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This time of year, ski conditioning programs pop up all over the valley, often prompting the question: “Do I need to add ski conditioning to my workout schedule if I’m already exercising regularly?” Jeff Morgan the Vail Vitality Center’s Club Director answers your questions and concerns.
Avid skiers and riders know pre-season sport-specific conditioning is vital for injury prevention, endurance, flexibility, proper breathing and quick reflexes. Beginners and guests often don’t fully understand – or forget – the demands put on the body on even an easy ski day.
Everyone likes to feel good heading into a new season, so ski conditioning can benefit every body, from beginner to avid enthusiast.
You might be thinking: “When I see people in ski conditioning classes, they look like they’re in pain. Why would I subject myself to torture?”
Everyone’s body reacts differently, and pain is only one reaction to the movements initiated in class. Pain comes from underuse of a certain neurological pattern, and the soreness is new muscles waking up to preform. When we don’t force, or “tell,” our muscles to work differently from our normal day-to-day activity, we run the risk of injury. A little discomfort in training goes a long way toward making the whole season more enjoyable and pain-free.
You may be wondering: “How big of a difference will pre-season conditioning really make in my skiing or riding and in my experience on the mountain.”
The biggest cause of injury during skiing and riding is strain to muscles being pushed further than they should be. This is when pre-season conditioning plays the biggest role. Emphasis on cardiovascular workouts, leg strengthening, balance and mobility exercises produce muscle memory. We create muscle memory with personally tailored and paced exercises that make all levels of skiers and riders feel as though they’ve been on the mountain all day. So, when you are on the mountain the first day of the season you feel strong.
And, now you may be thinking, “I biked all summer. Why is that not adequate training for ski and snowboard season?”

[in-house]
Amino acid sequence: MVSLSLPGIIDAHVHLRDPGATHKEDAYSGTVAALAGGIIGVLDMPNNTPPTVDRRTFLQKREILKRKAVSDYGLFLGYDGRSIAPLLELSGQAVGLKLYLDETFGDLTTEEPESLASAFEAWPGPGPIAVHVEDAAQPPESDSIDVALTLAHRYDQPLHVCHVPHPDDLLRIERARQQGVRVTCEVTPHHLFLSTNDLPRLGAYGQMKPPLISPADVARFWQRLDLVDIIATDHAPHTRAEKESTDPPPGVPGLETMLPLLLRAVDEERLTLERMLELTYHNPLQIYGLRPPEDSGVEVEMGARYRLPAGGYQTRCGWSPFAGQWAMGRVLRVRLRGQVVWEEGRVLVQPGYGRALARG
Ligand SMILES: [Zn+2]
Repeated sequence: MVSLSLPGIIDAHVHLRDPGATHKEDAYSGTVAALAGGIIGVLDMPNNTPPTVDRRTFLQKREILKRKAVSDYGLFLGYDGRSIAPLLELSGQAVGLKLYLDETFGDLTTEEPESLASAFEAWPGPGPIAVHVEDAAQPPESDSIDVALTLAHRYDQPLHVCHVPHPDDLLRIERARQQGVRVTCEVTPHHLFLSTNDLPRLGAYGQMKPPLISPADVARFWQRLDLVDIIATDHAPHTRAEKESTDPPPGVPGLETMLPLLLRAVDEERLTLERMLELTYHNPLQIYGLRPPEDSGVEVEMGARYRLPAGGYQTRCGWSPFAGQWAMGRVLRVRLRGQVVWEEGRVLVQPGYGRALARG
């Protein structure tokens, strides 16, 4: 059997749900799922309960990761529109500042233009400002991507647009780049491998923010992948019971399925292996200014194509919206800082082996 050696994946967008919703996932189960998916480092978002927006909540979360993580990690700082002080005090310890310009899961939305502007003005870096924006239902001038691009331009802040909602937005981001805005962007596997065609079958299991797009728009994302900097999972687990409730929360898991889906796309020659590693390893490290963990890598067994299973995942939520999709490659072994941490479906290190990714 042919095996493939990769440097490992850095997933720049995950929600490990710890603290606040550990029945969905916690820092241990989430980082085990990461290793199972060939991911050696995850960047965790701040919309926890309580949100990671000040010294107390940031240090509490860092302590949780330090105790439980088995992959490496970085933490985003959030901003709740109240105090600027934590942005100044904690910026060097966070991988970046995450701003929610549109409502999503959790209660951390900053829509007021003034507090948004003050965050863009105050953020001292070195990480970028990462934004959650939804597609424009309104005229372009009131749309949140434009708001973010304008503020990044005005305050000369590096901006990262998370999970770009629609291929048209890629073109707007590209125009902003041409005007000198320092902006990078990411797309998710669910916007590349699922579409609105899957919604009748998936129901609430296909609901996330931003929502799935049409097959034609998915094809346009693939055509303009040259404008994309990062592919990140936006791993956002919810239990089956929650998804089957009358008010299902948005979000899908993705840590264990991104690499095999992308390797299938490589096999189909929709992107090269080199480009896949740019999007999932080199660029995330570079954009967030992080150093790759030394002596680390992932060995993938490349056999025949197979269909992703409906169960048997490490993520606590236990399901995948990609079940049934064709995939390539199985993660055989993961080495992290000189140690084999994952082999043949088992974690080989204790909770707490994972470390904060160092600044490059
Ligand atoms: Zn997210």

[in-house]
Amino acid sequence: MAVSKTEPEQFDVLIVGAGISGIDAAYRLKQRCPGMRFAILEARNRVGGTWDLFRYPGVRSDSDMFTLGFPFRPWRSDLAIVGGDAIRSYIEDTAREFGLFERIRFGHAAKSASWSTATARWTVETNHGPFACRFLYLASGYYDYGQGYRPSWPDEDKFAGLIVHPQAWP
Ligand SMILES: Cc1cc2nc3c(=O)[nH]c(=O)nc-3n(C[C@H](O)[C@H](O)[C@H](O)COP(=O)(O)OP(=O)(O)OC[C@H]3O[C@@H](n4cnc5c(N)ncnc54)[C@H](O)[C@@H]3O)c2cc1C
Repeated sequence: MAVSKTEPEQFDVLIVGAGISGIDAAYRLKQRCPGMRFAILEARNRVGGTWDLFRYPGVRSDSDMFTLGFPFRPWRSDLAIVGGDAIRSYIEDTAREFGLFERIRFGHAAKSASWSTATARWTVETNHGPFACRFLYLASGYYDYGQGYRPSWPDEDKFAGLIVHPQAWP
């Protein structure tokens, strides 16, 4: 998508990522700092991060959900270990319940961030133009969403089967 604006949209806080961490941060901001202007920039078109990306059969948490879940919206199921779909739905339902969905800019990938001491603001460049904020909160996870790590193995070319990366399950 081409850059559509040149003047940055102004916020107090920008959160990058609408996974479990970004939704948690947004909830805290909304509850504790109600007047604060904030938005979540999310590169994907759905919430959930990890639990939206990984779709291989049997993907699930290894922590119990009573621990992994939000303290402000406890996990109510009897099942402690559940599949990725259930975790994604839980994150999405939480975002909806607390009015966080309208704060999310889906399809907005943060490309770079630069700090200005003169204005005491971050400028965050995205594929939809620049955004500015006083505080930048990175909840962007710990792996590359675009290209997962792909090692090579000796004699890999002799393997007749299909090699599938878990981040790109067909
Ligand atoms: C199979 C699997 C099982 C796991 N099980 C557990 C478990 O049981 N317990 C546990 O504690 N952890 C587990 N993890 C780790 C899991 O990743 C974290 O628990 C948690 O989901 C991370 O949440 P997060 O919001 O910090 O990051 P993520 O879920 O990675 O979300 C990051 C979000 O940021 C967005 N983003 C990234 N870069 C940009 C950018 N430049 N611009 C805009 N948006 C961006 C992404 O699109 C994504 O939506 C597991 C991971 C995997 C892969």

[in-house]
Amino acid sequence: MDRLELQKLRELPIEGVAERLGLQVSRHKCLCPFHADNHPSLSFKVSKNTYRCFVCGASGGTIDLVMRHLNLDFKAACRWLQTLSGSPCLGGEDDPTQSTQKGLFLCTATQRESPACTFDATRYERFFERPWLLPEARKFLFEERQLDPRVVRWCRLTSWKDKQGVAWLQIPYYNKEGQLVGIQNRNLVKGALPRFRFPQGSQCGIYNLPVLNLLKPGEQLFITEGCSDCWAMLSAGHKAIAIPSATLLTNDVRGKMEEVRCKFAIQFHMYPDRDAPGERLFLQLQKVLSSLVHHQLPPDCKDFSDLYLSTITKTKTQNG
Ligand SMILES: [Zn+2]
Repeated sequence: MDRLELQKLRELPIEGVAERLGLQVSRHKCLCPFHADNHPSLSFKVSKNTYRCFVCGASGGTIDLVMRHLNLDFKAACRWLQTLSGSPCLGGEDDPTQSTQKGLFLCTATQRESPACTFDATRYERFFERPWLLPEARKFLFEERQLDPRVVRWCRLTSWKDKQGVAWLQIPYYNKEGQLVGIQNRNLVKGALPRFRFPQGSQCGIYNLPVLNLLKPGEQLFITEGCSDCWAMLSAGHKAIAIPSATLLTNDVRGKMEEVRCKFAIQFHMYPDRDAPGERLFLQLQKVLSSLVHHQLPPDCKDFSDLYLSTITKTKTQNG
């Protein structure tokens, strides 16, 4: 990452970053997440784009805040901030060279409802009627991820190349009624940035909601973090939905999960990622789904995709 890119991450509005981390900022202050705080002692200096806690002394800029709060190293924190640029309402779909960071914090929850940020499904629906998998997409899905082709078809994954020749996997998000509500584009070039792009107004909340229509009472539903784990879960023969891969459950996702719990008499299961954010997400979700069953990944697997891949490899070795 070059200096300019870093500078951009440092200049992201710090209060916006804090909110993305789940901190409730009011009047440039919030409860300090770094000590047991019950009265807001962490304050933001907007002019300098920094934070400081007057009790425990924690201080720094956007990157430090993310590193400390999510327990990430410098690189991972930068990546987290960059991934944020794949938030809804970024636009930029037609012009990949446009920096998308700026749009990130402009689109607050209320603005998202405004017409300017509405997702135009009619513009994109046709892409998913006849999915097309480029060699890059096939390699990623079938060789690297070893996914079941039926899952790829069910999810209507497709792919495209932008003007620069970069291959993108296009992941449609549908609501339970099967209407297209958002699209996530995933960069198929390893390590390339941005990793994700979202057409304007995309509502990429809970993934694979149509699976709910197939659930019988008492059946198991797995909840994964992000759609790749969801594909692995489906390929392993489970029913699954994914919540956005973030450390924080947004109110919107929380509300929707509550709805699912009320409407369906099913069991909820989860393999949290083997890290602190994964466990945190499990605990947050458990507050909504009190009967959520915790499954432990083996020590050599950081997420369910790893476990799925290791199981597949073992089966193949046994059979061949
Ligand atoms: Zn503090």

Since riding is not weight bearing, and skiing is to an extent because of momentum, you need to add other training to your routine to prepare for the mountain. Ski conditioning-specific programs help strengthen the muscles used for skiing and riding, which are different from biking muscles. Training with weights forces the use of the legs and ankles at continually changing angles, which improves strength and balance.
At this point you may be wondering if these classes are for uber-athletes? Not at all. An exercise class with a purpose can be beneficial for all types and levels of athletes, whether you have experience or not. An appropriately designed class includes warm-up, cool-down and flexibility exercises, in addition to the conditioning section. In a structured class, you can count on the instructor to address each component of the workout, as well as the intensity.
And, what if you’re too sore after a couple of classes to keep going? Don’t stop! This affects long-term achievement. At the Vail Vitality Center you can use the remaining balance for private lessons. After a few sessions, you may find you’re able to rejoin the class in progress.
Those with past knee injuries and/or hip replacements are encouraged to participate in some sort of training to prevent further injury and balance the system. If you’ve had a recent injury, focus instead on recovery.
Ski and snowboard conditioning and injury prevention programming at the Vail Vitality Center is designed to pinpoint weak patterns of movement and strengthen those specific areas. This is a six-week program with classes three times per week starting this month. For information call 970-476-7960.
This program has started but we allow drop in plus you can sign up for a private conditioning program 3 sessions for $195! Call to sign up and check the schedule 970-476-7960.
Vail Vitality Center Director Jeff Morgan has over 20 years of experience in the fitness, wellness and training industries. He is a Certified Health Fitness instructor with the American College of Sports Medicine (ACSM-HFI), a Titleist Performance Institute L2 Golf Fitness instructor, a Certified Trigger Point (Myofacial) M.A.T. therapist, a Kettle Bell Certified trainer, a TRX Certified trainer, a Peak Pilates MVE Certified trainer, and a Certified CYBEX service provider. He has a B.S. in Exercise Physiology and Kinesiology from Ball State University in Muncie, Ind. Morgan is an avid mountain biker, alpine skier, golfer and outdoor enthusiast. He lives in the Vail Valley with his wife and two children.